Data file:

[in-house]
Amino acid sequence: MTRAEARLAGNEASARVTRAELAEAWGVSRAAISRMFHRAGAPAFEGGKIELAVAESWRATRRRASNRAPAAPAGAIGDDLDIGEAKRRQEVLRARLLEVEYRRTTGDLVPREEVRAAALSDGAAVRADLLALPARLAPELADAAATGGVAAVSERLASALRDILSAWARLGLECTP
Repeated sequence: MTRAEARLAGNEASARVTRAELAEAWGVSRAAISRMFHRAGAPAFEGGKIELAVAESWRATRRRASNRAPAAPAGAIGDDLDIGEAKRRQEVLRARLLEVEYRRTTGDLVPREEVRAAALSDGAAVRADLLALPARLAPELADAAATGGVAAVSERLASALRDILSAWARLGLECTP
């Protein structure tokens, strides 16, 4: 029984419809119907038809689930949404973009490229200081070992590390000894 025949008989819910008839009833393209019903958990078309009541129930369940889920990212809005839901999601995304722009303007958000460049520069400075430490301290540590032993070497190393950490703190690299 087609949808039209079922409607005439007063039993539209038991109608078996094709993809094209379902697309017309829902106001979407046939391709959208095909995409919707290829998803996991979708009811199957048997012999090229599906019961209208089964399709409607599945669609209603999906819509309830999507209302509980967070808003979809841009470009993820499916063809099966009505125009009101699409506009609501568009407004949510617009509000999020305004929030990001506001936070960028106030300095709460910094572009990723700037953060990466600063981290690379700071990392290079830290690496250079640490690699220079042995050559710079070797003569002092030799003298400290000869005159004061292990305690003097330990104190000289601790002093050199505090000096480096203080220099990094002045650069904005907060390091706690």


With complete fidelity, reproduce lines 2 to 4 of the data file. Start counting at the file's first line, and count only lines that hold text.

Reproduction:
Amino acid sequence: MTRAEARLAGNEASARVTRAELAEAWGVSRAAISRMFHRAGAPAFEGGKIELAVAESWRATRRRASNRAPAAPAGAIGDDLDIGEAKRRQEVLRARLLEVEYRRTTGDLVPREEVRAAALSDGAAVRADLLALPARLAPELADAAATGGVAAVSERLASALRDILSAWARLGLECTP
Repeated sequence: MTRAEARLAGNEASARVTRAELAEAWGVSRAAISRMFHRAGAPAFEGGKIELAVAESWRATRRRASNRAPAAPAGAIGDDLDIGEAKRRQEVLRARLLEVEYRRTTGDLVPREEVRAAALSDGAAVRADLLALPARLAPELADAAATGGVAAVSERLASALRDILSAWARLGLECTP
């Protein structure tokens, strides 16, 4: 029984419809119907038809689930949404973009490229200081070992590390000894 025949008989819910008839009833393209019903958990078309009541129930369940889920990212809005839901999601995304722009303007958000460049520069400075430490301290540590032993070497190393950490703190690299 087609949808039209079922409607005439007063039993539209038991109608078996094709993809094209379902697309017309829902106001979407046939391709959208095909995409919707290829998803996991979708009811199957048997012999090229599906019961209208089964399709409607599945669609209603999906819509309830999507209302509980967070808003979809841009470009993820499916063809099966009505125009009101699409506009609501568009407004949510617009509000999020305004929030990001506001936070960028106030300095709460910094572009990723700037953060990466600063981290690379700071990392290079830290690496250079640490690699220079042995050559710079070797003569002092030799003298400290000869005159004061292990305690003097330990104190000289601790002093050199505090000096480096203080220099990094002045650069904005907060390091706690």